'Tickets' remind drivers not to leave valuables behind

Tampa police showed off an initiative to combat car break-ins in several city neighborhoods.  The “Tickets of Education” effort involves the department’s Crime Prevention Team and targets areas within city limits.

Officers walked a MacDill Avenue apartment complex Wednesday morning, peering through car windows.  Notices, described by the department as “friendly,” were left on the windshields of vehicles inspected for visible items.

“Basically what we are trying to do is educate the citizens and the residents in the area,” said Lt. Kim Plourde-Torres.  "Let them know that we’re taking it one step further to where we are actually looking into their vehicles and seeing whether or not they’re showing anything of value, leaving anything in plain view.”

According to Lt. Plourde-Torres, officers do not open car doors.   They look through car windows and check a box on a former either congratulating drivers when “no valuables observed” or alerting others when valuables spotted.

The team looks for items she says “a thief would want.”  Police tell FOX 13 visible items spotted Wednesday included a Coach purse, Michael Kors wallet, cash, three GPS devices, iPods, and an iPad.

“Purses, wallets, laptops, brief cases, cameras," Plourde-Torres said of items found since the initiative launched.  "One of the scarier things is people will leave their firearms in the vehicle and those will get stolen. One of the biggest things is the new keyless entry vehicles with the push start. People leave the key fob inside the vehicle. You have to remember to take that back in the house with you or [thieves] will have a valet key and they’ll steal your car.”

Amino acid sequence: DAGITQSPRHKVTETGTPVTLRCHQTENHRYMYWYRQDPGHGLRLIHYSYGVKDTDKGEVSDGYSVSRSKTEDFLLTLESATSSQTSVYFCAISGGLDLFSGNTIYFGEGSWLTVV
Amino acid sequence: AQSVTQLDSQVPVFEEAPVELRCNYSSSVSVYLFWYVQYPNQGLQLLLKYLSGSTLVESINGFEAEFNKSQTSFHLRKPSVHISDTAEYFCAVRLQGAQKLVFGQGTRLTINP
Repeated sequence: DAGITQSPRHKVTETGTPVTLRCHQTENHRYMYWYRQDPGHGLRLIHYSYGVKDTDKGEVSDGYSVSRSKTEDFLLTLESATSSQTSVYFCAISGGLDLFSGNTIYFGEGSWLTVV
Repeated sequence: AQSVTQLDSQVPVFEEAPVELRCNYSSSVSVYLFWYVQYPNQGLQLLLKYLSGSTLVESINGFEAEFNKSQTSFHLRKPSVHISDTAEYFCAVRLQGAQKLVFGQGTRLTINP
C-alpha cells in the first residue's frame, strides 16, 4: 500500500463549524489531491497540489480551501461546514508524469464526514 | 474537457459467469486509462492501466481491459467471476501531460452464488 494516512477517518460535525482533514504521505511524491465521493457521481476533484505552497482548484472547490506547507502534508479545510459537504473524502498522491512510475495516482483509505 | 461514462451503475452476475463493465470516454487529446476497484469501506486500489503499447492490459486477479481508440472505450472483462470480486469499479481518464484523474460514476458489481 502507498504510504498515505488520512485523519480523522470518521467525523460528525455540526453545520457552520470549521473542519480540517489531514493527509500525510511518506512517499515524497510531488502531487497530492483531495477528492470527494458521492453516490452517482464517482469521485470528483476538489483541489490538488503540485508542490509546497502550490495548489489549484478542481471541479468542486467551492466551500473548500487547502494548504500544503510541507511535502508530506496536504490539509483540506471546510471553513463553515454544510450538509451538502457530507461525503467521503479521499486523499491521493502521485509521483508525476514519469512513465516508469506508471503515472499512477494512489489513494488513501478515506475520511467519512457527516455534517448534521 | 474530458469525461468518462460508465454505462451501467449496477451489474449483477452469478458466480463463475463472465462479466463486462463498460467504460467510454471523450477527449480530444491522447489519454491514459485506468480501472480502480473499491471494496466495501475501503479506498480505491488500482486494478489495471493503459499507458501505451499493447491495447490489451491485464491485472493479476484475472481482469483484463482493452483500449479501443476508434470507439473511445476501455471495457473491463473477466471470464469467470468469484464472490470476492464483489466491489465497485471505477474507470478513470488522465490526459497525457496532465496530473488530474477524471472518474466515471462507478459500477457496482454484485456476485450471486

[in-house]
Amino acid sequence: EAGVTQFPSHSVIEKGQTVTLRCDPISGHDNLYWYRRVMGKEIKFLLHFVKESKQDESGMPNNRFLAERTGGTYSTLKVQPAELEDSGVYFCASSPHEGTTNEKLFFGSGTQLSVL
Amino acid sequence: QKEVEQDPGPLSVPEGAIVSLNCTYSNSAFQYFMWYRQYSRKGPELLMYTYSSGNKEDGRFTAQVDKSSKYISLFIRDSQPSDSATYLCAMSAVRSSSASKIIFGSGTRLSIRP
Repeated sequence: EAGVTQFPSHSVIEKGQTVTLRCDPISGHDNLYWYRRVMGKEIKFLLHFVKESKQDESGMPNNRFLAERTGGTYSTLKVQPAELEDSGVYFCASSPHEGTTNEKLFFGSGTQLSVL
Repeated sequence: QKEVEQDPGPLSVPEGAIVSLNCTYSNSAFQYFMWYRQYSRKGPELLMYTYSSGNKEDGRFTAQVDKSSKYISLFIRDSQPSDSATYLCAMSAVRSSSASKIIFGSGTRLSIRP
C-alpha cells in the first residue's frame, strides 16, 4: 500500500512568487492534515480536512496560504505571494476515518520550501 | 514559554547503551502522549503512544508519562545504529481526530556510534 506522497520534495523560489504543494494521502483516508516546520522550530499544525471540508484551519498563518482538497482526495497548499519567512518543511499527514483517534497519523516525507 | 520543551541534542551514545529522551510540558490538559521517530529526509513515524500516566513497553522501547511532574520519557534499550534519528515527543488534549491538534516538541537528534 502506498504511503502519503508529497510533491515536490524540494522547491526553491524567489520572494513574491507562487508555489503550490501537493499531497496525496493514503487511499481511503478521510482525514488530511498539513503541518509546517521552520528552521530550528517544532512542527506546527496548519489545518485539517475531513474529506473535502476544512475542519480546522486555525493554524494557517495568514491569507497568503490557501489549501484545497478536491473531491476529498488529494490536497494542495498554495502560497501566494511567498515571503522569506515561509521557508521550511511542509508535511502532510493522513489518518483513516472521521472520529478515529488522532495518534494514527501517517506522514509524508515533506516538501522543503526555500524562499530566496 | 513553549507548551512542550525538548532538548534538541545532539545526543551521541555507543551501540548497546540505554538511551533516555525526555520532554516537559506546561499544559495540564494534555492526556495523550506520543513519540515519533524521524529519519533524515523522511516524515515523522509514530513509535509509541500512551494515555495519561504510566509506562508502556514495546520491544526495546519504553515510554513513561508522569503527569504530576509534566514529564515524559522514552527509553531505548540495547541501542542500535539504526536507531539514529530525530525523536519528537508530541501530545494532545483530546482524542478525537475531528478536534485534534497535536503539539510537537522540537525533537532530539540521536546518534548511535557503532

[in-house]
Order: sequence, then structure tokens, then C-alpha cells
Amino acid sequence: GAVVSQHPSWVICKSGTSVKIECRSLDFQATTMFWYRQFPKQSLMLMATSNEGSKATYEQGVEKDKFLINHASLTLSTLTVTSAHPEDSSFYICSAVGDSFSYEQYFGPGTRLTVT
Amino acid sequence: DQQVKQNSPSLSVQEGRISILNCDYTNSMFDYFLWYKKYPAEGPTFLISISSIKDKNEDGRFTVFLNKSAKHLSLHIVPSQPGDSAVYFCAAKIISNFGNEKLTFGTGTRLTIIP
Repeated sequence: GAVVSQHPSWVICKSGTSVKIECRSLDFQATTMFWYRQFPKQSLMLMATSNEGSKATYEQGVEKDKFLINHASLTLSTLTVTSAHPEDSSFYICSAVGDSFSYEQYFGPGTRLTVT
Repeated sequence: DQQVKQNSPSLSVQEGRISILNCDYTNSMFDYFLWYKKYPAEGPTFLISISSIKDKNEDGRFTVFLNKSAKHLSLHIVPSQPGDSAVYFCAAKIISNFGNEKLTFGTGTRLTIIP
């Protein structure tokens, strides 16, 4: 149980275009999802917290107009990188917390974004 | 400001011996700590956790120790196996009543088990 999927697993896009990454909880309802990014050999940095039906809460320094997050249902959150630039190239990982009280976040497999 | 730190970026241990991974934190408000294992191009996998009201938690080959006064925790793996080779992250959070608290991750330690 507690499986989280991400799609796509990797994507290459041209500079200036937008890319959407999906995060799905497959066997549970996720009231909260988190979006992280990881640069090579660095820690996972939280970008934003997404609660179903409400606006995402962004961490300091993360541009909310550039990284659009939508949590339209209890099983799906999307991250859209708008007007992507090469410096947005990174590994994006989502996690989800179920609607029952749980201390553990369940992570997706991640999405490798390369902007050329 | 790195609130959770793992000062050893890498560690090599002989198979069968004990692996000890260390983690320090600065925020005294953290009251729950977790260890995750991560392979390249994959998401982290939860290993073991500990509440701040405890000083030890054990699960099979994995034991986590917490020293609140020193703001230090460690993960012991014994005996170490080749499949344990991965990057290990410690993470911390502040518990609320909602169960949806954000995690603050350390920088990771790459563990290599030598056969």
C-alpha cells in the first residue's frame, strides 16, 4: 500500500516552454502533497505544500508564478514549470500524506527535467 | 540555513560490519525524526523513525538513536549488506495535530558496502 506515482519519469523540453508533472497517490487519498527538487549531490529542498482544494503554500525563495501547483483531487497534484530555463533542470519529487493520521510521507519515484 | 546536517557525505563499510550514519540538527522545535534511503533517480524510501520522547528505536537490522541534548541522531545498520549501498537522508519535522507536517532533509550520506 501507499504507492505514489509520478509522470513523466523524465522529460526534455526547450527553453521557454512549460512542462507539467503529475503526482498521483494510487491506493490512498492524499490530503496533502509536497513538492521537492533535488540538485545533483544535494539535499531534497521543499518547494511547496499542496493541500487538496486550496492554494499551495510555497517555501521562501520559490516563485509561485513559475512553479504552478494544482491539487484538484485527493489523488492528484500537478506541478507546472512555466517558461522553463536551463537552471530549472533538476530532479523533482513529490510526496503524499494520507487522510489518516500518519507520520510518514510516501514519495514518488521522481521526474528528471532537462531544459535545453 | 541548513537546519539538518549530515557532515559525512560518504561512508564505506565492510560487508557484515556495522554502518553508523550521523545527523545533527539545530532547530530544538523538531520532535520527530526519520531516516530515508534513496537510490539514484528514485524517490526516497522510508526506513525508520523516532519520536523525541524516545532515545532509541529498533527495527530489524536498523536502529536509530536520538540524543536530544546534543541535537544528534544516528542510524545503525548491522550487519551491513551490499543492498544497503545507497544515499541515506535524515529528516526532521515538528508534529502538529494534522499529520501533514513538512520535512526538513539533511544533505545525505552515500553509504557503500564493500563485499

Tampa police investigated six unlocked car break-ins the first week of October. Authorities say thieves targeted vehicles in South Tampa and stole credit cards, purses, and electronics. 

In January, officers responded to 20 car break-ins and nine stolen vehicle reports in the first 22 days of the year.

These types of crimes are not only happening in Tampa, but throughout the Bay area including Pinellas and Pasco counties.

“We’ve been having a big uptick when it comes to auto burglaries and thefts out of vehicles,” Plourde-Torres continued. “We are trying to brainstorm different ways to make the message known and get a response back from the residents: We’re here for you. We are trying to help the situation but we ask that you help also. We can’t do it all.”

She reminds residents crime can happen anywhere.

“A lot of times whenever people are in comfortable neighborhoods and they don’t have to worry about their neighbors, it’s not them that’s the concern,” said the lieutenant. “It’s the folks that come from other areas. You may be comfortable in your residence or neighborhood. That doesn’t mean someone else won’t come in and try to take from you.”